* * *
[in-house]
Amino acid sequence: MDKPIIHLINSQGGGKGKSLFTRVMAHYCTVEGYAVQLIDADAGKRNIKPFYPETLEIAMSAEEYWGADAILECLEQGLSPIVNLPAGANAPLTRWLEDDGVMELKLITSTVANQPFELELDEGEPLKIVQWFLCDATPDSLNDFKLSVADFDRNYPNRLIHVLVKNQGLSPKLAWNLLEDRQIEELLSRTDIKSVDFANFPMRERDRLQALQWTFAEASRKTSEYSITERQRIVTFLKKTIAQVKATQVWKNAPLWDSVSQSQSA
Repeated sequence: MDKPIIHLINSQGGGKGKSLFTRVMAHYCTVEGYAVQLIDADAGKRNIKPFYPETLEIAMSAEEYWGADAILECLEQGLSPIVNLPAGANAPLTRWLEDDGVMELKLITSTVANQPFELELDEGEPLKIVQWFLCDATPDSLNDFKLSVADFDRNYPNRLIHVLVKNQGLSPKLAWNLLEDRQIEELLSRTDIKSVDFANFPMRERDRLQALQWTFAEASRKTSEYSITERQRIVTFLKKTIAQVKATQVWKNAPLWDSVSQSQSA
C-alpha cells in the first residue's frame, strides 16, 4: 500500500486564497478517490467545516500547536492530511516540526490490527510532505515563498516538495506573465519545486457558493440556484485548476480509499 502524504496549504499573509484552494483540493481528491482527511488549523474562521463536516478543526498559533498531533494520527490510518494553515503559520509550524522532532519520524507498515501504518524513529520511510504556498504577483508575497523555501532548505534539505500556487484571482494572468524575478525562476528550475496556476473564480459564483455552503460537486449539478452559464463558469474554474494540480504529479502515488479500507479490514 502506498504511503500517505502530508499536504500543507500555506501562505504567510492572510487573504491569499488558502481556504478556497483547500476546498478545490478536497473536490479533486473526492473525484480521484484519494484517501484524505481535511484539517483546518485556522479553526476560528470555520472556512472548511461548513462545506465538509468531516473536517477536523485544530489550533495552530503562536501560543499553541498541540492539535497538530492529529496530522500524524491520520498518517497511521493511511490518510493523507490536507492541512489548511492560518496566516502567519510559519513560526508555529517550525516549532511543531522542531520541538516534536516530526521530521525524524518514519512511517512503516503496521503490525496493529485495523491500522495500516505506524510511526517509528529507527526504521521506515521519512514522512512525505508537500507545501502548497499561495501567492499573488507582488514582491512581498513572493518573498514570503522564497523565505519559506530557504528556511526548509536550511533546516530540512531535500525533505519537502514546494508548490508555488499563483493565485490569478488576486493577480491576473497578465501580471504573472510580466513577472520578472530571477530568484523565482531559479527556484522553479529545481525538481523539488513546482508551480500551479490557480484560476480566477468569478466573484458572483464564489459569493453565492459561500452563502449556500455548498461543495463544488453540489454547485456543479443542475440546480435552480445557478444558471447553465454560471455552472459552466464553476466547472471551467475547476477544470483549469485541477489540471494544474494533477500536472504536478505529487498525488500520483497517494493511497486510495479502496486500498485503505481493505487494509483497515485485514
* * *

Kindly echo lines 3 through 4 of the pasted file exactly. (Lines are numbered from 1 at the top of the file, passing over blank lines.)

Repeated sequence: MDKPIIHLINSQGGGKGKSLFTRVMAHYCTVEGYAVQLIDADAGKRNIKPFYPETLEIAMSAEEYWGADAILECLEQGLSPIVNLPAGANAPLTRWLEDDGVMELKLITSTVANQPFELELDEGEPLKIVQWFLCDATPDSLNDFKLSVADFDRNYPNRLIHVLVKNQGLSPKLAWNLLEDRQIEELLSRTDIKSVDFANFPMRERDRLQALQWTFAEASRKTSEYSITERQRIVTFLKKTIAQVKATQVWKNAPLWDSVSQSQSA
C-alpha cells in the first residue's frame, strides 16, 4: 500500500486564497478517490467545516500547536492530511516540526490490527510532505515563498516538495506573465519545486457558493440556484485548476480509499 502524504496549504499573509484552494483540493481528491482527511488549523474562521463536516478543526498559533498531533494520527490510518494553515503559520509550524522532532519520524507498515501504518524513529520511510504556498504577483508575497523555501532548505534539505500556487484571482494572468524575478525562476528550475496556476473564480459564483455552503460537486449539478452559464463558469474554474494540480504529479502515488479500507479490514 502506498504511503500517505502530508499536504500543507500555506501562505504567510492572510487573504491569499488558502481556504478556497483547500476546498478545490478536497473536490479533486473526492473525484480521484484519494484517501484524505481535511484539517483546518485556522479553526476560528470555520472556512472548511461548513462545506465538509468531516473536517477536523485544530489550533495552530503562536501560543499553541498541540492539535497538530492529529496530522500524524491520520498518517497511521493511511490518510493523507490536507492541512489548511492560518496566516502567519510559519513560526508555529517550525516549532511543531522542531520541538516534536516530526521530521525524524518514519512511517512503516503496521503490525496493529485495523491500522495500516505506524510511526517509528529507527526504521521506515521519512514522512512525505508537500507545501502548497499561495501567492499573488507582488514582491512581498513572493518573498514570503522564497523565505519559506530557504528556511526548509536550511533546516530540512531535500525533505519537502514546494508548490508555488499563483493565485490569478488576486493577480491576473497578465501580471504573472510580466513577472520578472530571477530568484523565482531559479527556484522553479529545481525538481523539488513546482508551480500551479490557480484560476480566477468569478466573484458572483464564489459569493453565492459561500452563502449556500455548498461543495463544488453540489454547485456543479443542475440546480435552480445557478444558471447553465454560471455552472459552466464553476466547472471551467475547476477544470483549469485541477489540471494544474494533477500536472504536478505529487498525488500520483497517494493511497486510495479502496486500498485503505481493505487494509483497515485485514